China activity indicators for Nov came in much weaker than expected on COVID-linked restrictions and protests. Floor space startsremain at 13-year lows and residential demand is back to new cyclical lows.

Overall construction activity was unchanged at cyclical lows and 24% below pre-pandemic trend while bottoming out on a y/y basis (-9.3% y/y vs -14.2% in Aug).

We have industrial production around the world dropping and retail sales- so can we really see a big pick up in plastic demand? Can housing really save us? The last point of strength in manufacturing has been Asia-Ex China, which has moved into contraction in December.

As central banks keep pushing rates higher, world manufacturing is only going to slow further as investments pause and companies struggle to manage balance sheet leverage.

Given the level of debt in the world- central banks can’t afford to slow down their rate hikes to attempt to pull liquidity from the system and manage inflation.

We have also never had a coordinated increase in global rates to this level any time in our history.

We are going to see way more pain across the board impacting plastic and housing demand.


Petrochemicals are a great way to bet on the direction of global growth and given the elevated stock price and terrible margins- now is the time to strike.

Westlake is set to see a rapid move lower to about $80 and likely back to $60 over the longer term.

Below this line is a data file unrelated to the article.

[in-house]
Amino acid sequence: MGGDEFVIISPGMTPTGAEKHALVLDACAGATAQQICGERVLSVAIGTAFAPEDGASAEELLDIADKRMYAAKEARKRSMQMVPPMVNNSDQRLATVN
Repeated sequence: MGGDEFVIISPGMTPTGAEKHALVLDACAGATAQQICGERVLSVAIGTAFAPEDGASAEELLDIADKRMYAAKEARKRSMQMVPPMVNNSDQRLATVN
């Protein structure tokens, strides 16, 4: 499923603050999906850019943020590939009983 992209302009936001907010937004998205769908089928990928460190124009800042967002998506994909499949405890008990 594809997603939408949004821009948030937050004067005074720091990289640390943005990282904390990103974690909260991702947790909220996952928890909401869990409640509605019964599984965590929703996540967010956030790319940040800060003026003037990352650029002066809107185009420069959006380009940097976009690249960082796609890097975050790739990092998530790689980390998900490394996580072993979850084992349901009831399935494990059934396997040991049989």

***Action to take: “Buy to open” the WLK July 21, 2023 $95 put option up to $7.75 per contract.

  • The symbol is WLK230721P00095000
  • Search for options under the stock’s ticker: WLK
  • Make sure you choose the right option (expiring on Jul 21, 2023)
  • Choose the $95 strike price
  • Select “put” options
  • Select how many contracts to buy
  • Once you have the right contract, click “buy to open”
  • Choose “limit order.” This sets the price for the trade
  • Use a limit of $7.75
  • Click “buy” to transmit the order.

If you place a limit order near $7.75, your order should be filled.

Note on risk: Options plays can be volatile, and all involve plenty of risk. And although these ideas are well-researched, nothing is guaranteed. Don’t bet the mortgage money here. And remember, it’s up to you to decide how much you’d like to put into each play. Please be sure to diversify your risk, and don’t put all of your money into one play.

We believe the July options will give us more than enough time to capture the slowdown happening now and likely to accelerate in Q1’23. It also helps to protect our “theta” or time decay to give us time to let the thesis play out.

I am expecting great returns from this play over the next few months.

On behalf of the entire team here at Power Profits Insider, we wish you and your family a very Merry Christmas and a prosperous New Year!